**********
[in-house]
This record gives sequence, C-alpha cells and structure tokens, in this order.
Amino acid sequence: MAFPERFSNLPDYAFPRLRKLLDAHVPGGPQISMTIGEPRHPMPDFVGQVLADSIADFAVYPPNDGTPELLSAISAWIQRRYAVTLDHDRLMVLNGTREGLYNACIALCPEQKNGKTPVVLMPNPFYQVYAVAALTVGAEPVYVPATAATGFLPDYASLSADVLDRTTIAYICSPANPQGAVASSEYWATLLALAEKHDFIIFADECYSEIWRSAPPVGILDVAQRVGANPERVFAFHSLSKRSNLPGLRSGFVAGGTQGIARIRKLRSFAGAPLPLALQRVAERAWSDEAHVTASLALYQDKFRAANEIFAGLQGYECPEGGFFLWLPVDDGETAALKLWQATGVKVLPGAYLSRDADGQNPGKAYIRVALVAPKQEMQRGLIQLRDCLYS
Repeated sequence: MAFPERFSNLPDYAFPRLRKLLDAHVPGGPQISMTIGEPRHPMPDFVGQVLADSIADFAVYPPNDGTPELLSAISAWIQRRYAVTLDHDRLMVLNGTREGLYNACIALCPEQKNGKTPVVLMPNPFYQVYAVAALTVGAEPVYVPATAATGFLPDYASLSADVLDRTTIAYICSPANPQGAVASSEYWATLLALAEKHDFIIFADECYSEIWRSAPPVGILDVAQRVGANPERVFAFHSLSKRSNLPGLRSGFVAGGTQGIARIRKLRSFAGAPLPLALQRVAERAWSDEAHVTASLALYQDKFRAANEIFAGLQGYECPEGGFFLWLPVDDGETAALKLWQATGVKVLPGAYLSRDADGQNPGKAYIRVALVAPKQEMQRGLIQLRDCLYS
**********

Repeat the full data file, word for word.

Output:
[in-house]
This record gives sequence, C-alpha cells and structure tokens, in this order.
Amino acid sequence: MAFPERFSNLPDYAFPRLRKLLDAHVPGGPQISMTIGEPRHPMPDFVGQVLADSIADFAVYPPNDGTPELLSAISAWIQRRYAVTLDHDRLMVLNGTREGLYNACIALCPEQKNGKTPVVLMPNPFYQVYAVAALTVGAEPVYVPATAATGFLPDYASLSADVLDRTTIAYICSPANPQGAVASSEYWATLLALAEKHDFIIFADECYSEIWRSAPPVGILDVAQRVGANPERVFAFHSLSKRSNLPGLRSGFVAGGTQGIARIRKLRSFAGAPLPLALQRVAERAWSDEAHVTASLALYQDKFRAANEIFAGLQGYECPEGGFFLWLPVDDGETAALKLWQATGVKVLPGAYLSRDADGQNPGKAYIRVALVAPKQEMQRGLIQLRDCLYS
Repeated sequence: MAFPERFSNLPDYAFPRLRKLLDAHVPGGPQISMTIGEPRHPMPDFVGQVLADSIADFAVYPPNDGTPELLSAISAWIQRRYAVTLDHDRLMVLNGTREGLYNACIALCPEQKNGKTPVVLMPNPFYQVYAVAALTVGAEPVYVPATAATGFLPDYASLSADVLDRTTIAYICSPANPQGAVASSEYWATLLALAEKHDFIIFADECYSEIWRSAPPVGILDVAQRVGANPERVFAFHSLSKRSNLPGLRSGFVAGGTQGIARIRKLRSFAGAPLPLALQRVAERAWSDEAHVTASLALYQDKFRAANEIFAGLQGYECPEGGFFLWLPVDDGETAALKLWQATGVKVLPGAYLSRDADGQNPGKAYIRVALVAPKQEMQRGLIQLRDCLYS